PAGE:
The most important thing for beginner drummers to get right from the beginning is posture. Poor posture can lead to strain and injury down the line, and no one likes back injuries!
As important as it is to keep a straight back, the way you have your kit set up makes the biggest difference. Starting with your throne, you’ll want to set the height so that your feet hit the ground naturally, and your legs are angled slightly downwards.
Set up your hi-hat and kick pedals directly under your feet. You don’t want to be reaching too far! Your snare drum should sit in between your legs at a comfortable height, just above your knees. The rest of your drums should be easily within reach without having to change your body position too much. Commonly, people like to have their cymbals set up high. Sure, this looks cool, but having them lower will be less strenuous and easier to reach quickly.
Sit forward on your throne, keep your back straight, and your shoulders back. But don’t be too rigid! Feel the groove and move with the music. As long as you are consciously trying to embody the music, your timing and feel will strengthen.
There are many different ways to hold a stick. At the end of the day, there are no set rules about this and different techniques have their pros and cons, but we recommend the American grip.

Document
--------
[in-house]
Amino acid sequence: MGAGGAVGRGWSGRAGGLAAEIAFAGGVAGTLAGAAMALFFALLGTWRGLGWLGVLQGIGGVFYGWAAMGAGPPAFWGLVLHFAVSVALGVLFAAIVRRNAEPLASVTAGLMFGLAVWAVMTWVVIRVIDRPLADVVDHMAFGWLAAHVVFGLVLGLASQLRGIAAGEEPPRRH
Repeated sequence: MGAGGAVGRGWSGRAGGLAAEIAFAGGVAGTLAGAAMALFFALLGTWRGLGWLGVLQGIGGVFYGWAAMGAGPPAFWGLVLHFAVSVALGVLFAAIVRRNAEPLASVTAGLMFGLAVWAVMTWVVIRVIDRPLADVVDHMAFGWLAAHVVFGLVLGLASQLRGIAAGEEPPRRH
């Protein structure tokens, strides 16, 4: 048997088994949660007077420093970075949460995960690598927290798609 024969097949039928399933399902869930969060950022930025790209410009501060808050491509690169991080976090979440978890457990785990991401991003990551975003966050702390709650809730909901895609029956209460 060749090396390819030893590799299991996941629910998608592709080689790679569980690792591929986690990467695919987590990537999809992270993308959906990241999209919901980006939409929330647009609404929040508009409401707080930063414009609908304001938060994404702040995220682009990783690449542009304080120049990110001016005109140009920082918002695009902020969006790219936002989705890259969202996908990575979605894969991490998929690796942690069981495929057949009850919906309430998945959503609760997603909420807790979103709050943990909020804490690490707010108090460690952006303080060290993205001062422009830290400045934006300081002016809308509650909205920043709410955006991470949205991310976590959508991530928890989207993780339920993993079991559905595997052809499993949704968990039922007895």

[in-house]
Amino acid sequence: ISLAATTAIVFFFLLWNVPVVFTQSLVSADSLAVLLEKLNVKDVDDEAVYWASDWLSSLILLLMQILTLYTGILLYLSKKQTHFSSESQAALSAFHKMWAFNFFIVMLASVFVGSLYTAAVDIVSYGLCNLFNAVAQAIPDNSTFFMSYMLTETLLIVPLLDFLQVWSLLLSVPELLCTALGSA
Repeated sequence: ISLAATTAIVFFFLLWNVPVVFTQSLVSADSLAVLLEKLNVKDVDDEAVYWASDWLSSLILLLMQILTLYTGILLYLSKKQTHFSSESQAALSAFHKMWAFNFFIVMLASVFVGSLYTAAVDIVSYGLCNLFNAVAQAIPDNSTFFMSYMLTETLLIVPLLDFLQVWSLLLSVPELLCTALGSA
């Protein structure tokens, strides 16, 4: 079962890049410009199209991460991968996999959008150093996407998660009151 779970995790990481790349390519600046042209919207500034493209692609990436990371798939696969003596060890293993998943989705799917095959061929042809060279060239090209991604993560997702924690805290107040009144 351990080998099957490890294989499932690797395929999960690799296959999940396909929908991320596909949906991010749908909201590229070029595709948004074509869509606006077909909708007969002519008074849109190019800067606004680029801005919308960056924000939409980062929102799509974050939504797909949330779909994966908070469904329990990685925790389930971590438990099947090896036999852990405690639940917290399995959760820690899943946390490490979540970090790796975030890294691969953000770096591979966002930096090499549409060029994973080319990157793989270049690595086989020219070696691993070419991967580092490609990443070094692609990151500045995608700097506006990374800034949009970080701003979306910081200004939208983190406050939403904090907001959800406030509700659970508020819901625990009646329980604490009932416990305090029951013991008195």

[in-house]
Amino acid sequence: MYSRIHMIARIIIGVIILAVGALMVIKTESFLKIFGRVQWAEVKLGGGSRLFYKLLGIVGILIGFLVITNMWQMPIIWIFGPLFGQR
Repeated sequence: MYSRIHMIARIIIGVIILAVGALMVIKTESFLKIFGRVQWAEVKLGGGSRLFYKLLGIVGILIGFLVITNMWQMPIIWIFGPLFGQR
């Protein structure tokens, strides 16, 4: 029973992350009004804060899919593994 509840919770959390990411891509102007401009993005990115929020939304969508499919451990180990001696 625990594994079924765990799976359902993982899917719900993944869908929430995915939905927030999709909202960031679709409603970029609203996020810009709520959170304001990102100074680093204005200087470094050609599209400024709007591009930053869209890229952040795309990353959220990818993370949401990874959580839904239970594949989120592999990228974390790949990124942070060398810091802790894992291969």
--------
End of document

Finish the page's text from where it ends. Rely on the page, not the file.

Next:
Palms facing each other, thumbs on the top. Sticks are moved mainly by the fingers. Useful for speed and finesse.
Palms down, using wrists to move the sticks. Best for power.
Palms at 45°, thumb and forefinger either side. A combination of the French and German grips, the American grip offers the best combination of power and control.
The American grip is a “matched grip”, meaning both hands are a mirror image of each other. It’s the most common way to hold a stick, and easiest to learn for beginners.
Hold the stick about 15cm from the bottom. Grip the stick between your thumb and the first joint of your forefinger. Wrap the rest of your fingers around the stick and use these with your palm to loosely balance the stick – don’t grip too tightly.
It’s common for beginner drummers to subconsciously tense up, particularly when playing fast, complex rhythms. Keep calm and relaxed, and most importantly, let the stick do the work. There’s a reason why drummers are the brunt of every “who’s the laziest member of the band” joke – but little do they know, it’s all about efficiency!
Let the stick naturally bounce off the drum. Digging your stick into the drum won’t allow it to resonate properly, or can cause double triggers when using electronic pads. But instead of striking the drum and then deliberately lifting the stick off, loosen your grip to let the stick bounce off naturally.
To improve your control, hold the stick just above your drum and let it drop, controlling how many bounces you play with your pinky, ring, and middle fingers. This is a great exercise to practice this with both hands.
Aim for the middle of the drum, and keep your sticks at about a 90° angle to each other. Use a combination of arm and wrist movement, and stay relaxed.